The following column is the opinion and analysis of the writer.
We planned on taking the three-hour train ride to Limoges on Friday evening. From there we’d get on the bus to Saint Just-le-Martel, which is French for “Middle-of-Nowhere.” Until then we had a few days free to explore Paris. On Thursday we wandered across the Seine to the royal chapel of Sainte-Chapelle, stained glass on steroids, which shared an island in the middle of the Seine with the proud husk of Notre Dame and many of the justice departments and courts of Paris. Our sublime reverie inside God’s kaleidoscope was shattered by the screech of sirens just outside the ancient windows and the arrival of gendarmes armed with combat weapons, who evacuated us across the Seine, behind the crime scene tape ringing the island.
A lunatic had stabbed four of his law enforcement coworkers to death next door to Sainte-Chapelle. Paris had gone mad.
Since the Charlie Hebdo madness, every gathering of cartoonists is surrounded by armed security. I admit to being nervous. I had drawn Muhammad once for a cartoon that was widely reprinted. “Better a fatwa than a Pultizer,” joked my Jordanian cartoonist friend, and fellow heathen, Emad Hajjaj. Friday night we sat facing Emad and his lovely wife Lina on the train to Limoges. (I met Emad, a kindred doubter, in Mexico City. He and I became “habibi”: best friends.) On the diner car table between us Lina produced a feast of olives, cheese, sausages, grapes, plastic champagne glasses and a bottle to pop. We talked about our kids, played a fun Jordanian card game and laughed at our good fortune as the French countryside sped past.
Off the train, hobnobbing with a Bulgarian cartoonist, we boarded the bus to Saint Just-le-Martel, a rural crossroads with no shops, traffic lights, bakeries or cafes; just one charming school and a 12th century stone church overlooking a meadow. The townspeople had transformed their school into the site of an international festival that would attract thousands from all over France. We dumped our luggage in an auditorium where I saw industrious teenagers filling the hundreds of bottles of wine we’d consume over the next two days, fueling our loosened pens and our convivial cheer.
Out of the humble school cafeteria the villagers prepared seven-course feasts, which were served by the same students happy to practice their language skills. Over steak and wine Ellen and I met our host family: Anne-Marie and Claude. Claude, was a local celebrity, a beloved third grade teacher who had taught every man, woman and child in St. Just. And their children. And their children’s children.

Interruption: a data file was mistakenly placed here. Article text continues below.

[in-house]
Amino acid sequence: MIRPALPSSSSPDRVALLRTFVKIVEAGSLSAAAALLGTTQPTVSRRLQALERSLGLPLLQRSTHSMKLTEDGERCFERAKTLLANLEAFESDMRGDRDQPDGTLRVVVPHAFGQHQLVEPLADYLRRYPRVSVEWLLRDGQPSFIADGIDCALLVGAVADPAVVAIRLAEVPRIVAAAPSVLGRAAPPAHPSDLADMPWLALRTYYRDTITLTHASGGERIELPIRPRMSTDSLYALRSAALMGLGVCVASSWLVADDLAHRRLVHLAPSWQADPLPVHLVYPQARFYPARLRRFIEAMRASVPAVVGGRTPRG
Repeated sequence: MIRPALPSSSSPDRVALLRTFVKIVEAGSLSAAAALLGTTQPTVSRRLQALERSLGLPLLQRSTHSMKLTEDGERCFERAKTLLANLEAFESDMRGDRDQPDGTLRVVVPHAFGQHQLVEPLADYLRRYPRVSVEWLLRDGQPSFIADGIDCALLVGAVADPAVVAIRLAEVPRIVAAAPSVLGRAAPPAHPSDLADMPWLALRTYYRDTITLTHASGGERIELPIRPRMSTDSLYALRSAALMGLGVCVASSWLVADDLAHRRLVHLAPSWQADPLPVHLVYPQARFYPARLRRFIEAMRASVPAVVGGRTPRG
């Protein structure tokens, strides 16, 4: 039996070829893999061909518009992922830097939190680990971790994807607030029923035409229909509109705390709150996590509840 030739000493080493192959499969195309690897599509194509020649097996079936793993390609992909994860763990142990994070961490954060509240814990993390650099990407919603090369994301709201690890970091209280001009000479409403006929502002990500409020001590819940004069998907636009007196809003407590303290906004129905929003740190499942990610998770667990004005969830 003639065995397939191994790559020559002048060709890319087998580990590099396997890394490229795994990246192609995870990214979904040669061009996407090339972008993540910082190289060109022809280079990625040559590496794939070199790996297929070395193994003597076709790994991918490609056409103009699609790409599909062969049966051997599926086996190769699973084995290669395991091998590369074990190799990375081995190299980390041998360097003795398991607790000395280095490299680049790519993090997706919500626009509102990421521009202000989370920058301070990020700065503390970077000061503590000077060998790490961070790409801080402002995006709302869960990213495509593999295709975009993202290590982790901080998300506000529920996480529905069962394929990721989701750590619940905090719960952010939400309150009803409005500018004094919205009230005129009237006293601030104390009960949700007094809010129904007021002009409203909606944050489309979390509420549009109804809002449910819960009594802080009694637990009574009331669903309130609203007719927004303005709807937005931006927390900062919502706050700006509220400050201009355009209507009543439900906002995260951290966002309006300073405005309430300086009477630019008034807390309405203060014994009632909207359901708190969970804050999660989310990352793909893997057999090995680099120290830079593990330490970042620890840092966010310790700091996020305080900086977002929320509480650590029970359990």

After pleasantries, Claude described a recent visit to the cemeteries at Normandy. Thanking me for America’s sacrifice, he feared the world was going mad again. I mentioned a distant relation who was felled by the Nazis that day. I thanked him for his nation holding fast to the revolutionary ideals of liberté, égalité, fraternité through the centuries. We shook hands. I thanked him for Lafayette, for blocking the British navy from reinforcing Cornwallis at Yorktown and for Lady Liberty. And Brigitte Bardot. Long live our democratic republics in a world gone mad. High fives, laughter and more wine.
That morning, we learned it is the habit in St. Just to drink your morning coffee out of a cereal bowl with both hands. And the rooster did indeed crow in French.
I drew for my supper, began sipping wine mid-morning like the natives and had the time of my life.
Returning to Paris we got lost outside a speakeasy and walked across Paris in the rain at three in the morning, got a french lesson from a Ghanaian taxi driver, Merci, and trekked to Montmartre where we found the tree-lined square where artists and caricaturists peddled their work. Steve Sack, of the Minneapolis Star Tribune, suggested we had found our retirement plan.
A French caricaturist made his sales pitch. Steve argued we were both caricaturists ourselves, political cartoonists. In broken French he lamented the crazy times we are living in and insisted on drawing me. “Monsieur, could we … swap?”
“Oui.” I unholstered my pen. A crowd gathered. Markers flying, we drew portraits of each other until “Voila!” We exchanged our sketches. We delighted each other.
I felt sorry for the old artist. He missed his grown son terribly. He had moved to California.
“He left Paris? For California?” The world has gone mad.
Emad likes to feign shock, by saying “Haram!,” it is forbidden, with a spirit of pained regret over losing an opportunity to sin. Our last night in Paris he whispered it in my ear at the Moulin Rouge when the Can-Can girls kicked up their heels. It was the saddest “haram” I ever heard, followed by an elbow from his wife Lina, along with the only cure for a world gone mad: laughter.